Until last summer, Tsargrad TV, which pretends to be a Russian Orthodox response to Fox News, was an anonymous YouTube site.
Russia’s state-of-the-art media outlet was notorious for educating priests and the global financial conspiracy against Moscow – suspicions that appeared to have been confirmed last July when Google’s search operation lowered the area for alleged US sanctions. .
Now Tsargrad is planning to retaliate after a well-known decision that could put the entire Google business in Russia at risk as Moscow continues to try to force modern Western companies to comply with its rules.
A Moscow court last month ordered Google to reinstate the Tsargrad YouTube channel worldwide because the ban was imposed on its owner, Konstantin Malofeev.
Malofeev has been on US and EU sanctions since 2014 over his relations with Russian-backed separatists in Ukraine. But he told FT that YouTube continued to pay Tsargrad $ 10,000 a month for advertising for years until the ban.
Google appealed the decision on May 19. If it does not, it will face a daily court fee that could rise to Rbs94tn ($ 1.28tn) at the end of the year – close to the $ 1.53tn market capitalization of its parent company.
YouTube said on Friday: “Google is committed to complying with applicable laws and regulations. If we find an account that violates these rules, we will take appropriate action.”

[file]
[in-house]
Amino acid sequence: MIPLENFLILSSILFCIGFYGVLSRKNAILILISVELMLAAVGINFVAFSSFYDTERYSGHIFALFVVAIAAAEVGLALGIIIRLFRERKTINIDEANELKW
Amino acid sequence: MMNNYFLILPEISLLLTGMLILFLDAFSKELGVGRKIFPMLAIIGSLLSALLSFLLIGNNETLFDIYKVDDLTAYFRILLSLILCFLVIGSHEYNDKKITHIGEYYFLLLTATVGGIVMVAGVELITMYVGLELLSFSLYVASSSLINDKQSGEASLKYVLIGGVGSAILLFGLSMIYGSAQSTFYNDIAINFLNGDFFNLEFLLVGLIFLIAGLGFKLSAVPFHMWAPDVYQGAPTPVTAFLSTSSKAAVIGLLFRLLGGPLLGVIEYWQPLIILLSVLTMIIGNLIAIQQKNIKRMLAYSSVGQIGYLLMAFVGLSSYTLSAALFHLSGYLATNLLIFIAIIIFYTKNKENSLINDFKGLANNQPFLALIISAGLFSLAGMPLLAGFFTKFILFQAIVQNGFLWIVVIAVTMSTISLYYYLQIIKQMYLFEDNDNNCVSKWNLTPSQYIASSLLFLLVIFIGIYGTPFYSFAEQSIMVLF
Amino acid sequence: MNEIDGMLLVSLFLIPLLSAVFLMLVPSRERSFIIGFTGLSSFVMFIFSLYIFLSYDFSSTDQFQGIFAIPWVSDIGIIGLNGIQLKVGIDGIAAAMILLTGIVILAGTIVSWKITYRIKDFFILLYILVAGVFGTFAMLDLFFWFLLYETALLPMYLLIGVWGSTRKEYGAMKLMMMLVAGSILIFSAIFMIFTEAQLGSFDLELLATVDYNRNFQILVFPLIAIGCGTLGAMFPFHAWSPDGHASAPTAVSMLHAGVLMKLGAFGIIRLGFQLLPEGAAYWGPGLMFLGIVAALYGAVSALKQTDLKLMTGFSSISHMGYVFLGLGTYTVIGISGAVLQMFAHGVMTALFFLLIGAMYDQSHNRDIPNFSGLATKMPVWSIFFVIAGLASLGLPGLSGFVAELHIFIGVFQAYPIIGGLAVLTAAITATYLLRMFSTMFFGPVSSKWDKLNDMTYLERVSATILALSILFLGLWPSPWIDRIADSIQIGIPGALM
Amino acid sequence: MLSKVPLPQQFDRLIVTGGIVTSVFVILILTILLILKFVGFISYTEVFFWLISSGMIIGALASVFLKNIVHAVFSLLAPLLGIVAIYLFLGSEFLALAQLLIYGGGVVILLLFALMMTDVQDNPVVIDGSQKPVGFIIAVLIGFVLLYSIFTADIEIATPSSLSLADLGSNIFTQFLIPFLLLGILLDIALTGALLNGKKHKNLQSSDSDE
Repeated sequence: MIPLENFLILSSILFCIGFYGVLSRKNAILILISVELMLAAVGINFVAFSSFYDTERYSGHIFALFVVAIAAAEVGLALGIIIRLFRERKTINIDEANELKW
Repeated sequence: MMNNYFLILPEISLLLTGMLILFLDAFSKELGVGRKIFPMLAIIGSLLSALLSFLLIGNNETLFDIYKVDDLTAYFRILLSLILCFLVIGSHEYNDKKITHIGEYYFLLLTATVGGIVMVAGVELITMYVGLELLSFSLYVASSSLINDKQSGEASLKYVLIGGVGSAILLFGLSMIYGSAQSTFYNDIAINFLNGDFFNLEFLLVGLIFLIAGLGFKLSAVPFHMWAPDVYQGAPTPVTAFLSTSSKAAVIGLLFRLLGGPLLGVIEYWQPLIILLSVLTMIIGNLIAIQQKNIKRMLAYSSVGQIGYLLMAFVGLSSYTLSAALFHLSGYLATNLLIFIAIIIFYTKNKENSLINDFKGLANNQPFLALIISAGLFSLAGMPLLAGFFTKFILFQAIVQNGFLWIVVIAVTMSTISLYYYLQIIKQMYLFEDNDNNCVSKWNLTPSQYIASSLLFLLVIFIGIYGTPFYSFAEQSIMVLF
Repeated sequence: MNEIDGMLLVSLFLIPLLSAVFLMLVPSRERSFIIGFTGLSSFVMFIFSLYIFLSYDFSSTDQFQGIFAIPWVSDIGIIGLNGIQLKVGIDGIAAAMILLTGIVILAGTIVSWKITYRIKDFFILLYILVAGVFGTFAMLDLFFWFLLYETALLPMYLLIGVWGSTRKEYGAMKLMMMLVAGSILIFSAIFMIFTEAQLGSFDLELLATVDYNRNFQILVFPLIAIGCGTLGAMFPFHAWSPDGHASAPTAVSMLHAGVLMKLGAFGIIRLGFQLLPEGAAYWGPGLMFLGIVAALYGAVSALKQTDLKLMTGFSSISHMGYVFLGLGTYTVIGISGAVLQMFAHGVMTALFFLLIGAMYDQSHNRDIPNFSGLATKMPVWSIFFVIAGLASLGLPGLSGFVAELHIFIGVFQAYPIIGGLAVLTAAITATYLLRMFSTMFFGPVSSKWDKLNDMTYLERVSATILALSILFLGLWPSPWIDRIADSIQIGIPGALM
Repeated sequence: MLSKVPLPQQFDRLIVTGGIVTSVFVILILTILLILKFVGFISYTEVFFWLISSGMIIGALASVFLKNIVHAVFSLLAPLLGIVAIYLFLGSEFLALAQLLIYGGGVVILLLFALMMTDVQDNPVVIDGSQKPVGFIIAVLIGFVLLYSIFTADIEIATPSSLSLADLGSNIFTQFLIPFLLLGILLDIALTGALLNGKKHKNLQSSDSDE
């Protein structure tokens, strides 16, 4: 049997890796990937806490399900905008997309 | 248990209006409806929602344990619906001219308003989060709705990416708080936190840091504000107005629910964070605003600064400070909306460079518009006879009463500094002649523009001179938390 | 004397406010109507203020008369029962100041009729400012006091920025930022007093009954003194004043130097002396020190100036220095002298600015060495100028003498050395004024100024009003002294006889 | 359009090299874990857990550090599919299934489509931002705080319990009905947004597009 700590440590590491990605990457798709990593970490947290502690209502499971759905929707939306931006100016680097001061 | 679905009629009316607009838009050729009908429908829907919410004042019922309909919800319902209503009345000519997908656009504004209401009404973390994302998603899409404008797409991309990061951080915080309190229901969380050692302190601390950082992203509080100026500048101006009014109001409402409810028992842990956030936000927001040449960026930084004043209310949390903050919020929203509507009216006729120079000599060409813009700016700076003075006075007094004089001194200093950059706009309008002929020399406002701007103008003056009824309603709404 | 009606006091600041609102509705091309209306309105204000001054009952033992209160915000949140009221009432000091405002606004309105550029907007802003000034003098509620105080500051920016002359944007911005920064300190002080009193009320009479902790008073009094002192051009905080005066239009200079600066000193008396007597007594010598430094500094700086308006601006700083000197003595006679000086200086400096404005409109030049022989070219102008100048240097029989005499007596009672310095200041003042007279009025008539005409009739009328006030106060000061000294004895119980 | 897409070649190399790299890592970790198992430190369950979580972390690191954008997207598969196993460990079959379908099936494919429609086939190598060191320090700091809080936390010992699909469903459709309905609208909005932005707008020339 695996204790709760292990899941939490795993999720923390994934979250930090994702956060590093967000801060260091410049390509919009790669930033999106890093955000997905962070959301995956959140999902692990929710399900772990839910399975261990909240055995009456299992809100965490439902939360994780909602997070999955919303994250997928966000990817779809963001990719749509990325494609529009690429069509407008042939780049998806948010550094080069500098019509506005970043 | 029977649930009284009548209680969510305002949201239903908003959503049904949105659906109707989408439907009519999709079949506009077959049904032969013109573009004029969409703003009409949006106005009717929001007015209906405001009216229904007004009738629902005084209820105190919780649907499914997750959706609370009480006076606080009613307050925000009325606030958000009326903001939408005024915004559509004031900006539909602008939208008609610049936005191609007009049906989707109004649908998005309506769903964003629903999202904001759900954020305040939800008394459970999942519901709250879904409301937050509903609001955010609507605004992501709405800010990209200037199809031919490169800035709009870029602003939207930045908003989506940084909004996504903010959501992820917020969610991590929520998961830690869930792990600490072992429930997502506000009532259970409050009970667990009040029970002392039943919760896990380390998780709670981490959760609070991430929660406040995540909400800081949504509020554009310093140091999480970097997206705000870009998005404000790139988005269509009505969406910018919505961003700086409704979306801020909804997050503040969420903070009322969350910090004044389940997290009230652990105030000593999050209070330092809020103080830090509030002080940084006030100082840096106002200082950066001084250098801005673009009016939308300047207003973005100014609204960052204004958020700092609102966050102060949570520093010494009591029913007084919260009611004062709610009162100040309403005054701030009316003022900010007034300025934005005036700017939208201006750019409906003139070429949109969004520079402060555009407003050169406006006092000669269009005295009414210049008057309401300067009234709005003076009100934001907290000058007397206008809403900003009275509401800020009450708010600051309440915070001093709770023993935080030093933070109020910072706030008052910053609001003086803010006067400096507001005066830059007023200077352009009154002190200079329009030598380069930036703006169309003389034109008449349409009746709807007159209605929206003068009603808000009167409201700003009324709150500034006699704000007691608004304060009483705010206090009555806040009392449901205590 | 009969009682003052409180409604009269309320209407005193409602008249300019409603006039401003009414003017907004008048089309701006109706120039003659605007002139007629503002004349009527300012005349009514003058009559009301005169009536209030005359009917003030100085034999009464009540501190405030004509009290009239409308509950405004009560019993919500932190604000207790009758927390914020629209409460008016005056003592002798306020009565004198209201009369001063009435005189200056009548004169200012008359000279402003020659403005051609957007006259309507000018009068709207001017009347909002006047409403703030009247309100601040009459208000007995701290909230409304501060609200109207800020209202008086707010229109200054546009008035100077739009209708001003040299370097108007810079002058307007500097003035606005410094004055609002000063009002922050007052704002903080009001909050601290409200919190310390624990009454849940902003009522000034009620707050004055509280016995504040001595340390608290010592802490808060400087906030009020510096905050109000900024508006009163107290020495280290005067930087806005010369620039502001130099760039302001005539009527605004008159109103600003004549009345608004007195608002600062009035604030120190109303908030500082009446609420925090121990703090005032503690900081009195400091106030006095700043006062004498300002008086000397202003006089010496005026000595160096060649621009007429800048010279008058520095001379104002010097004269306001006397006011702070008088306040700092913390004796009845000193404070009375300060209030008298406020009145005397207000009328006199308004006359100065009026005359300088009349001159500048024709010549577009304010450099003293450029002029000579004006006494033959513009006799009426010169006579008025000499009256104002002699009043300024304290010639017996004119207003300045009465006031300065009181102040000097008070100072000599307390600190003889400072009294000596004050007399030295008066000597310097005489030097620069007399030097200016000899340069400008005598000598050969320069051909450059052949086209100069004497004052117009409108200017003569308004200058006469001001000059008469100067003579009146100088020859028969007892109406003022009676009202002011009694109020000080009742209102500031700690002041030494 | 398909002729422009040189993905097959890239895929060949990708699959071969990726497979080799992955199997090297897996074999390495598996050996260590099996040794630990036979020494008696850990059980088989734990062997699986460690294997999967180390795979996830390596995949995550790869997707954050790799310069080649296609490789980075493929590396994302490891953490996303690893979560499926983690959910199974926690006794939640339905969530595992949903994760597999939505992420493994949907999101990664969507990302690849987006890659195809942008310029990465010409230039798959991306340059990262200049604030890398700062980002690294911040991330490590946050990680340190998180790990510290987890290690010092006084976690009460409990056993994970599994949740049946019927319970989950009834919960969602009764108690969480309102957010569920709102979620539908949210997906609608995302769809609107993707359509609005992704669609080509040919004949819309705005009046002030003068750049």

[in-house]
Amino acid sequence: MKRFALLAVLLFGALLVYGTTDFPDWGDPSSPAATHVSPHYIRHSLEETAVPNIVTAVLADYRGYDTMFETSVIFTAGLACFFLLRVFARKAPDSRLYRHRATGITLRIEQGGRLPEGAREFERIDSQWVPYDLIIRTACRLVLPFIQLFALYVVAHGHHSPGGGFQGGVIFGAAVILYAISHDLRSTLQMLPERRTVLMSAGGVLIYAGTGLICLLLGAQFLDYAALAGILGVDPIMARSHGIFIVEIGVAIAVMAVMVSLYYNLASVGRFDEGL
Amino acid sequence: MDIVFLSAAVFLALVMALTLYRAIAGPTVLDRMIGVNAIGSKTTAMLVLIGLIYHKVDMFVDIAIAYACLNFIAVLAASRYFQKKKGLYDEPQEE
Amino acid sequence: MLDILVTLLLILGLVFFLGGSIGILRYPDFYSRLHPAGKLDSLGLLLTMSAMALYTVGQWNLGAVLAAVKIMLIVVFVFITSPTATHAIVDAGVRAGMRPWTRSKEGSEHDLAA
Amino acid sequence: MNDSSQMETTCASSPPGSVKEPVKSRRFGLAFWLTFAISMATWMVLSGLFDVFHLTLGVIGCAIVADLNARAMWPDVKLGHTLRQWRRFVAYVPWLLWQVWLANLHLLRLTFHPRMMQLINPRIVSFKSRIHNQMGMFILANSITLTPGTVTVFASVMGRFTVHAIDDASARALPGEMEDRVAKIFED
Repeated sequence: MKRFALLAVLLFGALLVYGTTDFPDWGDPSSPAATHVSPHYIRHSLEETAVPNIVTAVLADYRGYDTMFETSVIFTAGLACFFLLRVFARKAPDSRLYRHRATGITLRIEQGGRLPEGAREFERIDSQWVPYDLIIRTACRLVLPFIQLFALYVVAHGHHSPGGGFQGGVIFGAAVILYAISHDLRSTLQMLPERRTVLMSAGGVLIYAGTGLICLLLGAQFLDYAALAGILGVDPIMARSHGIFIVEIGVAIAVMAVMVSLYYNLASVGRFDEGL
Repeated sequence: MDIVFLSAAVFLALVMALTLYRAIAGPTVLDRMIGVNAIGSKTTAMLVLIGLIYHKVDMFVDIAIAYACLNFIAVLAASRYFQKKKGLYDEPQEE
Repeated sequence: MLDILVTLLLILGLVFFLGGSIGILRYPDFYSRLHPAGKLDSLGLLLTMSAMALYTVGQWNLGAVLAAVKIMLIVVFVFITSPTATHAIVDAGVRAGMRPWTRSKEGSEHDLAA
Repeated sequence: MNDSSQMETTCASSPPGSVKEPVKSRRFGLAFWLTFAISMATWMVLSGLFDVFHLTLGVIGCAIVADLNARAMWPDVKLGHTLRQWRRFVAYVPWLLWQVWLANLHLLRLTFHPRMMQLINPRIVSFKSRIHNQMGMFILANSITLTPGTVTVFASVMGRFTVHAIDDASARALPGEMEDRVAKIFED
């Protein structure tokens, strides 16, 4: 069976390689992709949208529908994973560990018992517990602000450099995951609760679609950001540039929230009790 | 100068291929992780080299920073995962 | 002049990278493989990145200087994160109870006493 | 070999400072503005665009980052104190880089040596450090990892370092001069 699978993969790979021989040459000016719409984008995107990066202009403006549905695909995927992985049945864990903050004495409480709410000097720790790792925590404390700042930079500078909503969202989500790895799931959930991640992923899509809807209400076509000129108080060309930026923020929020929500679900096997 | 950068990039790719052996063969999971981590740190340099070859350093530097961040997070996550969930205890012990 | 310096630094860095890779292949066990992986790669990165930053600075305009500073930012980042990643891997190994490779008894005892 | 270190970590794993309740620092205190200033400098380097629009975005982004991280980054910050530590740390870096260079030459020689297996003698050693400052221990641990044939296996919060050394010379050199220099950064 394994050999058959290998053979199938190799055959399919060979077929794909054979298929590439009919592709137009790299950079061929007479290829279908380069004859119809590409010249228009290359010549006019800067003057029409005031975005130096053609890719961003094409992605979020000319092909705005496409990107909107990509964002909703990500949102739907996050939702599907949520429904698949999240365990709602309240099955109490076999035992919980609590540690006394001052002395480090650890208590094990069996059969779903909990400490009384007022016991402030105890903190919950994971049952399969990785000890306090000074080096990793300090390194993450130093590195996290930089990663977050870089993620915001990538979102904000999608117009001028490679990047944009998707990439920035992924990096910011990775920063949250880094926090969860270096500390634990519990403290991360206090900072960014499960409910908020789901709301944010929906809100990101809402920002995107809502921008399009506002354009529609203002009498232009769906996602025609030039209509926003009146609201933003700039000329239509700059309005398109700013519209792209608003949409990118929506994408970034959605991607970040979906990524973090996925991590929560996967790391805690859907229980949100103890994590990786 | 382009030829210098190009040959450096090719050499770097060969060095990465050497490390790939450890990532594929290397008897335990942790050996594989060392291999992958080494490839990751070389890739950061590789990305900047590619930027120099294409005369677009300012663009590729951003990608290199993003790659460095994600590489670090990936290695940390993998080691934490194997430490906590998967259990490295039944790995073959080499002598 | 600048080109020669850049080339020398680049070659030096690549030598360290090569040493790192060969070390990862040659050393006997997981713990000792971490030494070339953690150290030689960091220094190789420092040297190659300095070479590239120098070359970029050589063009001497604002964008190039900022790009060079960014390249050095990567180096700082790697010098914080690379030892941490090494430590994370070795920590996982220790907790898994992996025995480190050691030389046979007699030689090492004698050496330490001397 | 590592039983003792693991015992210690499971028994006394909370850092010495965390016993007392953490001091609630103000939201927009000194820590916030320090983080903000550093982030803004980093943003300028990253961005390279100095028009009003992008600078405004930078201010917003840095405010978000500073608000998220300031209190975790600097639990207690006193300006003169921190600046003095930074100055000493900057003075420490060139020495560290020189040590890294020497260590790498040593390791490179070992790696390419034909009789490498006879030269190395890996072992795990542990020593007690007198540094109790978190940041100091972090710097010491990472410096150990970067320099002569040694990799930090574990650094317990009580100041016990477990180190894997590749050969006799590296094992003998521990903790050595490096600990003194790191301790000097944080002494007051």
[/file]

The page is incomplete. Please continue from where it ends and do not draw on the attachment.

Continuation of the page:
“I would not think of suffering as a Russian citizen in Russia because idiots in America are stupid. That is why I am defending my rights under Russian law, “Malofeev told FT in an interview last week.
“If American networks cannot comply with Russian law, then there is probably nothing to do with Russia. That is their idea,” he added, speaking in Tsargrad’s office surrounded by royal monuments to Russia that adorn this.
Moscow also sees control over what it calls “digital independence” as important at a time when foreign giants are dominating most of the Russian population that the Kremlin fears could be used to disclose their intelligence or organize demonstrations.
President Vladimir Putin warned this year that forcing foreign companies to comply with Russian laws is essential so that people do not “spoil internally”.
Google and YouTube are the most important. Imprisoned freedom fighter Alexei Navalny, Putin’s most famous enemy, has more YouTube subscribers than any other Russian TV show and has encouraged them to stage more protests.
Russia is sending a number of anti-aircraft missiles. At the end of the day, analysts sent new technologies from Russia’s “autonomous internet” – specifically one page that matched local servers – reduce Twitter without removing 3,168 records it said it promotes illegal activities.
Roscomnadzor, an online researcher, said this week it would not ban Twitter from the site having removed a number of controversial posts, but promised the same against YouTube and Facebook if it did not comply with local laws.
Russia’s antitrust regulator is also investigating Google on what it calls YouTube’s “visible, immovable and unpredictable” restrictions.